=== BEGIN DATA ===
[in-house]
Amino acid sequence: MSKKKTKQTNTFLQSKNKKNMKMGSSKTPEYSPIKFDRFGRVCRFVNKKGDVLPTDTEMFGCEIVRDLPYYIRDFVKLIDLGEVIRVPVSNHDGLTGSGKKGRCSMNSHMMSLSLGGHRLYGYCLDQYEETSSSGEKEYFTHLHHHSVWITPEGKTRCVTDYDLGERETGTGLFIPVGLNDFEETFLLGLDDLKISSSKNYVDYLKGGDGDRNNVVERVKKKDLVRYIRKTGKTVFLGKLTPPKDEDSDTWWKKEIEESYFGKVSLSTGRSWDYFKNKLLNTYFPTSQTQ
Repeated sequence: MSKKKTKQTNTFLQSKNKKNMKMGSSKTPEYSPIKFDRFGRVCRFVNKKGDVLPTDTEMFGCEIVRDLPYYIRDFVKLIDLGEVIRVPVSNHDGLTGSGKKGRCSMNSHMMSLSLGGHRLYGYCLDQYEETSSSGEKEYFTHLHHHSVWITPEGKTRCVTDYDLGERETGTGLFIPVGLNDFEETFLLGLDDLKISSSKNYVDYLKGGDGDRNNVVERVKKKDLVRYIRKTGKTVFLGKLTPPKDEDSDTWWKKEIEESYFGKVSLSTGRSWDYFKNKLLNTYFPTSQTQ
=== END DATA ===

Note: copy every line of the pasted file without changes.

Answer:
[in-house]
Amino acid sequence: MSKKKTKQTNTFLQSKNKKNMKMGSSKTPEYSPIKFDRFGRVCRFVNKKGDVLPTDTEMFGCEIVRDLPYYIRDFVKLIDLGEVIRVPVSNHDGLTGSGKKGRCSMNSHMMSLSLGGHRLYGYCLDQYEETSSSGEKEYFTHLHHHSVWITPEGKTRCVTDYDLGERETGTGLFIPVGLNDFEETFLLGLDDLKISSSKNYVDYLKGGDGDRNNVVERVKKKDLVRYIRKTGKTVFLGKLTPPKDEDSDTWWKKEIEESYFGKVSLSTGRSWDYFKNKLLNTYFPTSQTQ
Repeated sequence: MSKKKTKQTNTFLQSKNKKNMKMGSSKTPEYSPIKFDRFGRVCRFVNKKGDVLPTDTEMFGCEIVRDLPYYIRDFVKLIDLGEVIRVPVSNHDGLTGSGKKGRCSMNSHMMSLSLGGHRLYGYCLDQYEETSSSGEKEYFTHLHHHSVWITPEGKTRCVTDYDLGERETGTGLFIPVGLNDFEETFLLGLDDLKISSSKNYVDYLKGGDGDRNNVVERVKKKDLVRYIRKTGKTVFLGKLTPPKDEDSDTWWKKEIEESYFGKVSLSTGRSWDYFKNKLLNTYFPTSQTQ